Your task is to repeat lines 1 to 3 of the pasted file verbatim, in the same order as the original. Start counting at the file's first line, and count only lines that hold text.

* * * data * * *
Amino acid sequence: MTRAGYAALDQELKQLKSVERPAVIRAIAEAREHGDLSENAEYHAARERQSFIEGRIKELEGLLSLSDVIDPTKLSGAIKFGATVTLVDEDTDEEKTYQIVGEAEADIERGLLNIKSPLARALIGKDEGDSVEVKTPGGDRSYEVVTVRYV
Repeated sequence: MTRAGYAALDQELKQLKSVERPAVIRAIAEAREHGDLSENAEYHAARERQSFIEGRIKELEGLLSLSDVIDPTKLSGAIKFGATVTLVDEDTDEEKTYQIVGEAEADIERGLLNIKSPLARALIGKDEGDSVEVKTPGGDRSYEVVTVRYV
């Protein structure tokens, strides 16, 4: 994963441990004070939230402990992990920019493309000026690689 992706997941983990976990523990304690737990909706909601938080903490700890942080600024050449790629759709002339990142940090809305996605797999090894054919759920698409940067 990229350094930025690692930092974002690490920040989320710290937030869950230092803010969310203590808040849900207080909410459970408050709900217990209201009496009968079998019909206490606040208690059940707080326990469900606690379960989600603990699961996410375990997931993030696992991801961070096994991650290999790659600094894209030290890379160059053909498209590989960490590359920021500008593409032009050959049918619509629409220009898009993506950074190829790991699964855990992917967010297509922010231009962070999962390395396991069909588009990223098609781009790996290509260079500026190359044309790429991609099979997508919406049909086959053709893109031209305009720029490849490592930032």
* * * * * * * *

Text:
Amino acid sequence: MTRAGYAALDQELKQLKSVERPAVIRAIAEAREHGDLSENAEYHAARERQSFIEGRIKELEGLLSLSDVIDPTKLSGAIKFGATVTLVDEDTDEEKTYQIVGEAEADIERGLLNIKSPLARALIGKDEGDSVEVKTPGGDRSYEVVTVRYV
Repeated sequence: MTRAGYAALDQELKQLKSVERPAVIRAIAEAREHGDLSENAEYHAARERQSFIEGRIKELEGLLSLSDVIDPTKLSGAIKFGATVTLVDEDTDEEKTYQIVGEAEADIERGLLNIKSPLARALIGKDEGDSVEVKTPGGDRSYEVVTVRYV
């Protein structure tokens, strides 16, 4: 994963441990004070939230402990992990920019493309000026690689 992706997941983990976990523990304690737990909706909601938080903490700890942080600024050449790629759709002339990142940090809305996605797999090894054919759920698409940067 990229350094930025690692930092974002690490920040989320710290937030869950230092803010969310203590808040849900207080909410459970408050709900217990209201009496009968079998019909206490606040208690059940707080326990469900606690379960989600603990699961996410375990997931993030696992991801961070096994991650290999790659600094894209030290890379160059053909498209590989960490590359920021500008593409032009050959049918619509629409220009898009993506950074190829790991699964855990992917967010297509922010231009962070999962390395396991069909588009990223098609781009790996290509260079500026190359044309790429991609099979997508919406049909086959053709893109031209305009720029490849490592930032």